The pope had come under criticism in Myanmar for not mentioning the Rohingya during a Nov. 28 address to de facto Prime Minister Aung San Suu Kyi, although he did tell her that the country's future must include "respect for each ethnic group and its identity."
In a press conference Nov. 29, Vatican spokesman Greg Burke indicated the pope might have spoken about the refugees during his private meeting with Suu Kyi.
In brief interviews before Francis spoke to them, two of the Rohingya had said they were hoping the pope would mention them by name.
Mohammed Ayub, who said his 3-year-old son was killed by the Myanmar military, said simply: "He should say the word, as we are Rohingya."
Abdul Fyez, who said his brother had been killed, said: "We have been Rohingya for generations."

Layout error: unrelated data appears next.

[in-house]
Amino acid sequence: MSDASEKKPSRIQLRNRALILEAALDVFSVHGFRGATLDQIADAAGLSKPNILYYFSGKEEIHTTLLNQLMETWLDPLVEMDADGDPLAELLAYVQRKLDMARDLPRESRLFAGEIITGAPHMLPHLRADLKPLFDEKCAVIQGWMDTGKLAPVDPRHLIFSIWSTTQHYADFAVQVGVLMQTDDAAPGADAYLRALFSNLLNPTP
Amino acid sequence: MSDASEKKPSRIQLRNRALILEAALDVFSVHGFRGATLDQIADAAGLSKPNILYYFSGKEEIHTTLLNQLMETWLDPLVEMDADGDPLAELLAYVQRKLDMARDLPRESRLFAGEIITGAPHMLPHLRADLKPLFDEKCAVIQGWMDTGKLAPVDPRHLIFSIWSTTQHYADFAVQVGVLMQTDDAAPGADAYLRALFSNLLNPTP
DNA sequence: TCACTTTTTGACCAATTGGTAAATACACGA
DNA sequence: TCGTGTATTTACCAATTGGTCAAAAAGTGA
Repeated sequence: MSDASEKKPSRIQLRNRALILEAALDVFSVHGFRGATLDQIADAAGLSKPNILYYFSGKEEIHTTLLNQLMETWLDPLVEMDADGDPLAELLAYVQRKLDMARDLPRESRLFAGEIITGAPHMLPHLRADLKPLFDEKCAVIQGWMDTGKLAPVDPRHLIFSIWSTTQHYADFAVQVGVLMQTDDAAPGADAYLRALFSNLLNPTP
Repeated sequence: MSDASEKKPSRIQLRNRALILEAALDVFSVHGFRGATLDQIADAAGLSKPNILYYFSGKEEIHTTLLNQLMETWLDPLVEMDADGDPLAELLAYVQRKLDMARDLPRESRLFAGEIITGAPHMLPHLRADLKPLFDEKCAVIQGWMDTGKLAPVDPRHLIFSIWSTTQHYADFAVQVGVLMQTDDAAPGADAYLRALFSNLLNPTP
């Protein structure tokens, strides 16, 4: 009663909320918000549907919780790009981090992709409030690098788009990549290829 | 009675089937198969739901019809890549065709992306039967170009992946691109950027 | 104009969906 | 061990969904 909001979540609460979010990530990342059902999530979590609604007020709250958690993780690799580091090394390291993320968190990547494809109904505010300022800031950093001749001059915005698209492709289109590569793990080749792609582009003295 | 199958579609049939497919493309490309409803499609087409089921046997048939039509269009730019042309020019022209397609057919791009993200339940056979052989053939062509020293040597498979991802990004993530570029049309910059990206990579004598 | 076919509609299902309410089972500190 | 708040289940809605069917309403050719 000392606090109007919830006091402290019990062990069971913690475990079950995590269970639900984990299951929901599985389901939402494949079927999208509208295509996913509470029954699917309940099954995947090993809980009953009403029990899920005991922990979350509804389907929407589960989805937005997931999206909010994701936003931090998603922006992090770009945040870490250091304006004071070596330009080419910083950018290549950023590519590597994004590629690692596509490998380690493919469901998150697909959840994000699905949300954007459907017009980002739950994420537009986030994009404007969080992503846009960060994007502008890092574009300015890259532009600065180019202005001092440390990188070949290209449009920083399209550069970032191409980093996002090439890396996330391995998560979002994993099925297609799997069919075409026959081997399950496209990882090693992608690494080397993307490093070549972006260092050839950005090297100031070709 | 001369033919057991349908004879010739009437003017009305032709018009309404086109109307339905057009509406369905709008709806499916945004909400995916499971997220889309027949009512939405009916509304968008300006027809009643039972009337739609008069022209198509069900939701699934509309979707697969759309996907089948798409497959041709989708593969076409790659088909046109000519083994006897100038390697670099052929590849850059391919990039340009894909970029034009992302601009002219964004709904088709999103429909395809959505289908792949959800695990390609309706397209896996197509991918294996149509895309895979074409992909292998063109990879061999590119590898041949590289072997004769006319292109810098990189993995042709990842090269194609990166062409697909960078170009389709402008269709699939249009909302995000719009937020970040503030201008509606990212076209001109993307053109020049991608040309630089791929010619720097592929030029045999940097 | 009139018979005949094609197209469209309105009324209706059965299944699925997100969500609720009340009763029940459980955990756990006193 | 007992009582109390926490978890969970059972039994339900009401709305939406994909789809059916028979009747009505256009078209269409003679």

Several of the other religious and civil leaders at the event Dec. 1, who spoke before Francis met the Rohingya, praised the pope's role in calling attention to their plight.
Farid Uddin Masud, a Muslim mufti and imam, said Francis is a "great inspiration" and is "making tireless efforts to foster and promote humanity."
"[The pope's] strong support for the Rohingya will bring a positive result in regard to the attempts to ensure their human rights," said the scholar, according to a Vatican translation of his prepared Bengali text. "On behalf of people of all creeds, we pay our tribute and show respect to him."
Anisuzzaman, a noted professor of Bengali literature at the University of Dhaka, said people in Bangladesh have a sense of "great relief" that the pope has spoken about the Rohingya.
"The international community must come forward to their help and to stop this mindless act that deprives them of the dignity that people deserve," said the professor. "We trust that the pope's visit to Myanmar will cause the rulers of the country to search their souls and put an end to the violence that engulfs a section of their own people."